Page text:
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Mallard
Anas platyrhynchos

Dabbling Ducks
Waterfowl Family (Anatidae)

Size: Length: 50-70 cm Wingspan: 90 cm

Description: Mallards are the single most well recognized dabbling duck. The males (drakes) have a green head, and yellow bill. The base of the neck has a narrow band of white. The chest and forebody is brown, with the sides and belly becoming white towards the rear. The tail is black. The distinctive speculum is blue with white bordering the inner and outer edges. They have orange feet.

The hens are much more drably coloured, being primarily mottled brown. There is some black markings on the orange bill, and a faint dark eye stripe. The blue and white of the speculum is also visible when flying and swimming.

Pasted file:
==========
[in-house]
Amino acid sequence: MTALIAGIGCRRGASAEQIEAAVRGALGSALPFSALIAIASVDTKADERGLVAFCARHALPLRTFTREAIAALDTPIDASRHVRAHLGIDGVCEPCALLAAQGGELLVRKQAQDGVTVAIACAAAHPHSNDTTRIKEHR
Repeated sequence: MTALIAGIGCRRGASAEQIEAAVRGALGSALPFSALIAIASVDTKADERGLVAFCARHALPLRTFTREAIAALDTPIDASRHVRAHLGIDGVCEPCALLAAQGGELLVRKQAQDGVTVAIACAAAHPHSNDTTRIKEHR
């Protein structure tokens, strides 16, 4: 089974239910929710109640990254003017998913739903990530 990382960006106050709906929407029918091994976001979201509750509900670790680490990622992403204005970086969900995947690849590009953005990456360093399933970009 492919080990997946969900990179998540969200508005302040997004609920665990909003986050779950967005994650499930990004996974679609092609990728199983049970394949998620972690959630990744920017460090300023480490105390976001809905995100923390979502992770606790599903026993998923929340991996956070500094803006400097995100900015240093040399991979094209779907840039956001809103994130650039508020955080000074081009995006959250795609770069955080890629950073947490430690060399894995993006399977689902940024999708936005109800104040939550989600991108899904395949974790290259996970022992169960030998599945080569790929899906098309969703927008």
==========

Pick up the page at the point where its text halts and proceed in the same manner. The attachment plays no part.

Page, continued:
Similar Species: The shoveler has a similar green head, but a dark and very broad bill. It also has white breast.

Range: Mallards are common across much of Canada and the United States, including the Canadian and American Rockies.

Habitat: Shallow wetlands, including marshes, ponds, lakes of all sizes and river. It is very adaptable and readily moves to new habitats.

Diet: Feeds on floating seeds and shallow vegetation.

Nesting: Mallards generally build their nest on the ground near the water. Occasionally, the nest may be in a tree, and it may rarely be distant from water. They lay an average of 10-12 pale green or blue green eggs. Incubation is 26-29 days and is undertaken by the hen. The nestlings are precocial. They fledge at 7-8 weeks.

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All Material Ward Cameron 2005

 

 

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